Miesha Tate details losing most of her purse to taxes, camp expenses: ‘We’re not making a killing’

·3 min read
Miesha Tate details losing most of her purse to taxes, camp expenses: ‘We’re not making a killing’

Former UFC women’s bantamweight champion Miesha Tate made a triumphant return to the octagon last month, but the purse she received is already gone.

Tate, who came out of retirement to defeat Marion Reneau by third-round TKO at UFC on ESPN 26, revealed to co-host Ryan McKinnel on her SiriusXM show that she made $200,000 for the fight – and just like that it was gone.

The main reason? Expenses related to her training camp.

“My whole fight purse was gone – show and win for this fight,” Tate said. “I at least spent, had to be about 98 percent – at least. So maybe I walked away with a little bit. But out of $200,000, yeah, I’m just lucky I made a ($50,000 “Performance of the Night”) bonus to be honest. I’m serious. That’s how much it costs. You take taxes off the top, 70 percent of my fight purse is gone immediately right off the top. So I have 30 percent to work with, and that 30 percent I take to buy my organic foods, to get whatever training gear, heart-rate monitors, whatever other things that I need to invest in to make the camp go well. And it’s expensive. It’s very expensive to eat like that. It’s very expensive to just facilitate the things that I need to do.”

For Tate, she said that includes flying her head coach to and from Spokane, Wash., to Las Vegas, traveling to train in different locations with different coaches (Colorado and Southern California), supplements, and more.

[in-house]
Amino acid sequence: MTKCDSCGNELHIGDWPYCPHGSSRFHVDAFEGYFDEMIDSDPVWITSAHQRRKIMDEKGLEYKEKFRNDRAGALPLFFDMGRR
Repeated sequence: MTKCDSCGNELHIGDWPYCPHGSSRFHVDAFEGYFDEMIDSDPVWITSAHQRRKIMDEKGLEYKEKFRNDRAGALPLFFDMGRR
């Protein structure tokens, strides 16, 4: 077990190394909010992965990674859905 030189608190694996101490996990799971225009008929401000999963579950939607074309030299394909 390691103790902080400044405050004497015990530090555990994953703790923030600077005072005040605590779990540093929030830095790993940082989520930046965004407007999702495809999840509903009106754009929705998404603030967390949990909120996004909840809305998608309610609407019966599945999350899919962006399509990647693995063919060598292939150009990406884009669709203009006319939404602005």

“It’s a lot more expensive than people would think,” said Tate, whose retirement lasted nearly five years. “It’s not as glorious, and that’s why I say you cannot set out to do this for the money. If you really want to be the best, investing in yourself is pricey. It’s very, very pricey.”


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That being said, Tate, 35, doesn’t seem to be complaining about her financial situation, instead expressing confidence that everything will pay off down the line.

“I’m doubling down on myself, because I know the money is when you have the belt and get those pay-per-view dollars. That’s real money, now we’re talking,” Tate said. “The rest of this fighting stuff is like, we’re not making a killing. We’re not making a killing, but I’m investing in myself because I believe in myself. I know I can become a champion again, and I’m doing this because I want to.”